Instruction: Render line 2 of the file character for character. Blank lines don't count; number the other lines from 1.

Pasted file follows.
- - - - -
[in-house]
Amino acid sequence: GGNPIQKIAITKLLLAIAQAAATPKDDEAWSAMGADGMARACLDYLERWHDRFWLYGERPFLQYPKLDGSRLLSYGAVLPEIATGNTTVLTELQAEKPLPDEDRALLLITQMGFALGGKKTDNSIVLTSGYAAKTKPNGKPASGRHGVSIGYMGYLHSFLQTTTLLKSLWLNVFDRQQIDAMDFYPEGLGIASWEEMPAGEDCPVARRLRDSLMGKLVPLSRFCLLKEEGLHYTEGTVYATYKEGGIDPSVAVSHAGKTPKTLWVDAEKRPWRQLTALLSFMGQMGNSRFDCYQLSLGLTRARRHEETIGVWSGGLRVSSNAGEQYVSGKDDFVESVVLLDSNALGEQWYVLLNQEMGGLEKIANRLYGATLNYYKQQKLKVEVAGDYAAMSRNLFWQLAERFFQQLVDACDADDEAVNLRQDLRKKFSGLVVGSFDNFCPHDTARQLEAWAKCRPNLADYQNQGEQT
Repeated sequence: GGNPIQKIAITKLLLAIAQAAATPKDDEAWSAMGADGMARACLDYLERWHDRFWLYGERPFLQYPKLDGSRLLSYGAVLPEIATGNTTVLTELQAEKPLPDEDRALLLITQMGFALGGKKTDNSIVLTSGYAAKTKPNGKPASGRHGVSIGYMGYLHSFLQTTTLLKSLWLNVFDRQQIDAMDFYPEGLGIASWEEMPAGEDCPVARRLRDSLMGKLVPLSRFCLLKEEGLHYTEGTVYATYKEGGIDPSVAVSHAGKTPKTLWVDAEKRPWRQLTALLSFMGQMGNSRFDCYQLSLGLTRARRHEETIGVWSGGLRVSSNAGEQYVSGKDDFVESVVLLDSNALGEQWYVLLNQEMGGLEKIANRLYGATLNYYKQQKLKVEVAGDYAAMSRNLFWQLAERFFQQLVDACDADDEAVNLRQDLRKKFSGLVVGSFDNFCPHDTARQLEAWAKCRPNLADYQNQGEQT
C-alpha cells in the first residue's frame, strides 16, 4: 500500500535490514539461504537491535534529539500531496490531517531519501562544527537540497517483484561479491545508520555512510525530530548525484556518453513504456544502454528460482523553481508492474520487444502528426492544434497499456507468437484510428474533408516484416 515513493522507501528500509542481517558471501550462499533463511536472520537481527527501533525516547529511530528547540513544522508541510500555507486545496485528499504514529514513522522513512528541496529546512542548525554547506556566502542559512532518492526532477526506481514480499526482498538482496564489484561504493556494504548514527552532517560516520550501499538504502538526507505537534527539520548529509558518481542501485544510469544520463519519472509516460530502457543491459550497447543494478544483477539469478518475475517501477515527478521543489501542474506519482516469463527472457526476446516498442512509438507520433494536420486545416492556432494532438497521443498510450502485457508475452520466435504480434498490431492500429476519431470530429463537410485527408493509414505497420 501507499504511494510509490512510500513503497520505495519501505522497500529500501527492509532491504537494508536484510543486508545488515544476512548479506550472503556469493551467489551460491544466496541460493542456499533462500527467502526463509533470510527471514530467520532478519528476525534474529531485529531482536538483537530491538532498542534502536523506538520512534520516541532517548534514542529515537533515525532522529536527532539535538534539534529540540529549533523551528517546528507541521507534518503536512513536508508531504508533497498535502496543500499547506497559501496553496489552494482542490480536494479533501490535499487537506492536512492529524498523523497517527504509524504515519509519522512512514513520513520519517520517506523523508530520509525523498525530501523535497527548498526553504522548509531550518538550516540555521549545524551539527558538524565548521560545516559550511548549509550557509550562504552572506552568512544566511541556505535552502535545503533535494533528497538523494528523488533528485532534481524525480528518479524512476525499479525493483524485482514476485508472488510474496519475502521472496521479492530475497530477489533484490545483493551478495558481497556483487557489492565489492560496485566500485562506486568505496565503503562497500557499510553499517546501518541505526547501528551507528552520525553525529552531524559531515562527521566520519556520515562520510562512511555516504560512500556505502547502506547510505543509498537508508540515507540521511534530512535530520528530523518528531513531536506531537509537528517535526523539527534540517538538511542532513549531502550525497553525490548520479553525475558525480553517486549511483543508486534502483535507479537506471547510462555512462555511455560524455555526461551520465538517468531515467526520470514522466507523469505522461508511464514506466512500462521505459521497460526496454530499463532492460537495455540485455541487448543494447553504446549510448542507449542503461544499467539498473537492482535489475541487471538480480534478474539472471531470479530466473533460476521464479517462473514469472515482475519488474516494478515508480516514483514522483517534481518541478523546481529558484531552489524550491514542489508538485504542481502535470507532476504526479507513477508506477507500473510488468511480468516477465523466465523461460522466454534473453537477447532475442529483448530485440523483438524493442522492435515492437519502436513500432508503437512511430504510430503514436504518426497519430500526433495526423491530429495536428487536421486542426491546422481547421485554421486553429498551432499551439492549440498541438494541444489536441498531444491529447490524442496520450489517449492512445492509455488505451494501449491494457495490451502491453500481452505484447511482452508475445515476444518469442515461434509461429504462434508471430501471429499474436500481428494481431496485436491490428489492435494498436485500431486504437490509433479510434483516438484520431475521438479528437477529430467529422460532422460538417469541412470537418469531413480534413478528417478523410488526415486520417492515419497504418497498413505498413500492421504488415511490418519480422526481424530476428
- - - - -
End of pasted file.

Amino acid sequence: GGNPIQKIAITKLLLAIAQAAATPKDDEAWSAMGADGMARACLDYLERWHDRFWLYGERPFLQYPKLDGSRLLSYGAVLPEIATGNTTVLTELQAEKPLPDEDRALLLITQMGFALGGKKTDNSIVLTSGYAAKTKPNGKPASGRHGVSIGYMGYLHSFLQTTTLLKSLWLNVFDRQQIDAMDFYPEGLGIASWEEMPAGEDCPVARRLRDSLMGKLVPLSRFCLLKEEGLHYTEGTVYATYKEGGIDPSVAVSHAGKTPKTLWVDAEKRPWRQLTALLSFMGQMGNSRFDCYQLSLGLTRARRHEETIGVWSGGLRVSSNAGEQYVSGKDDFVESVVLLDSNALGEQWYVLLNQEMGGLEKIANRLYGATLNYYKQQKLKVEVAGDYAAMSRNLFWQLAERFFQQLVDACDADDEAVNLRQDLRKKFSGLVVGSFDNFCPHDTARQLEAWAKCRPNLADYQNQGEQT